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Focusing on the Long View in Investing

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Daily market fluctuations are less important than your long-term outlook

If you only look at the last few years, investors have endured a roller-coaster ride in their retirement funds. But with a focus on the long view, investors are much more likely to see that short-term fluctuation is simply a part of investing and that the old rules of investing apply now as much as ever.

In the midst of uncertainty, investors who look past market volatility and focus on the overall stability and proven track record of mutual fund investing still enjoy significant returns over time. Reacting emotionally to market swings and trying to "time the markets" can result in buying stocks when the market is up and selling them when it's down--the exact opposite of a winning investment strategy.

In fact, it's critical to view all your retirement investments through a long-term lens. If retirement is still many years out on your horizon, then short-term market volatility should be much less of a concern to you. And even if retirement is around the corner or has already arrived, making rash decisions based on market volatility can have an adverse impact on your retirement savings.

The most important step to guarding against making short-term decisions based on fear is creating an investment plan that spells out your long-term goals and objectives as well as a strategy for how you'll achieve them. Such a plan provides a foundation for making decisions that goes beyond the daily ups and downs of the financial markets.

The long-term goal of a retirement plan is simple: to provide income when you're no longer in the workforce. But here are a few more specific questions to think about as you formulate your investment plan:

When would you like to retire, and how many years away is this?

The further away your desired retirement, the less impact short-term market fluctuations will have on your portfolio. So if you are in your 20s, 30s or even 40s, you might be better off just not following the daily or weekly movements of the financial markets if you are prone to making fear-based decisions, as long as you've taken the time to research your investments and have a clear understanding of their typical past performance.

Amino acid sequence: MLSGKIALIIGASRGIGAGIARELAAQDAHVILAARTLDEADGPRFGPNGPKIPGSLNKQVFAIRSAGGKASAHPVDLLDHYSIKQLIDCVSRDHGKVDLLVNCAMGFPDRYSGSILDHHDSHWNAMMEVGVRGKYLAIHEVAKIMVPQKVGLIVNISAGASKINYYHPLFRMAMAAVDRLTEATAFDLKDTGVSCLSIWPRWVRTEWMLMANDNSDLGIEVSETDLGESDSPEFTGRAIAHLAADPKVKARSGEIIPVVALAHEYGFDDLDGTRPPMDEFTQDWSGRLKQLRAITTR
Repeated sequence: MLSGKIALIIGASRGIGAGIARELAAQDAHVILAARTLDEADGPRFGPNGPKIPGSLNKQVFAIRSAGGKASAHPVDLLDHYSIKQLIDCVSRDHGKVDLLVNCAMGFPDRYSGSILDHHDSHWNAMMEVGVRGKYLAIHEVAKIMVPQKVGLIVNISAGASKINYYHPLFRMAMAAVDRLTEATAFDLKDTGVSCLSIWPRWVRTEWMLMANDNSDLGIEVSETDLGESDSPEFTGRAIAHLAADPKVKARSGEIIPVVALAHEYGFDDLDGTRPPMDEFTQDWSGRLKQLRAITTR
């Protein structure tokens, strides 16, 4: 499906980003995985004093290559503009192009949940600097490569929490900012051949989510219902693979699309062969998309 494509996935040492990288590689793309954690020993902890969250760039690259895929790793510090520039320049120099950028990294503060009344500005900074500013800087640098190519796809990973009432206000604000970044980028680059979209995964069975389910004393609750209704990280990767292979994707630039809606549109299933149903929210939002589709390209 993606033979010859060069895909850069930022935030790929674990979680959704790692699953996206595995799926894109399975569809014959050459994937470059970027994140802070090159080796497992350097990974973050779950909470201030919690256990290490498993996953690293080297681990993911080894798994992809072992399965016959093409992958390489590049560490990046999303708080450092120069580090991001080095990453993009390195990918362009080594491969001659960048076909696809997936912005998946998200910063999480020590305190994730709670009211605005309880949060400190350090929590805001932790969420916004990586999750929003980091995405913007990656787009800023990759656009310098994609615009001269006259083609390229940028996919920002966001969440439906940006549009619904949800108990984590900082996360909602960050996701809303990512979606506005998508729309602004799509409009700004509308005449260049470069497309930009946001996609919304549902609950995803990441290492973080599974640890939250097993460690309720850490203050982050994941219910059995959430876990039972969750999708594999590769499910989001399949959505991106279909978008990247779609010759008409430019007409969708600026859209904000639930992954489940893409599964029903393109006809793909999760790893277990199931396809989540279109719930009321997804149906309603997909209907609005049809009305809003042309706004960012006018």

Approximately how much money will you need to have saved when you retire in order to live the lifestyle you desire?

This is a hard question for most people to answer. One rule of thumb used by many investment advisors is to plan on needing about 80 percent of your preretirement income in order to maintain the same lifestyle in retirement.

But everyone is different, and you might need even more (or less) money than that typical rule-of-thumb 80 percent during retirement to live the lifestyle you want. For example, you might decide to work part-time or you may be viewing the sale of a home as part of an investment strategy that will provide additional funds during retirement.

How much money can you afford to contribute?

In 2011, you may contribute up to $16,500 a year to your 401(k) plan, or $22,000 if you will be 50 years of age or over before the end of the calendar year. Other investments may or may not have such thresholds. But it's important to balance your retirement saving plan with your financial present, so that you're not imbalanced toward retirement while not saving enough for the near term.

What is your level of risk tolerance?

In other words, how nervous do you get when the financial markets fluctuate and your investments lose value, at least in the short term? This will determine how you allocate your assets between more risky (common stocks and stock mutual funds) and less risky (savings and money market accounts) investment vehicles.

The most important thing to remember if you ever feel tempted to make a fear-based decision with regard to your retirement plan is this: investing for retirement is a marathon, not a sprint. Keep your eyes focused on the long-term goal and don't forget that the farther away your retirement, the more time you have to make up losses in the short term. If you'd like more information, don't hesitate to visit with us.

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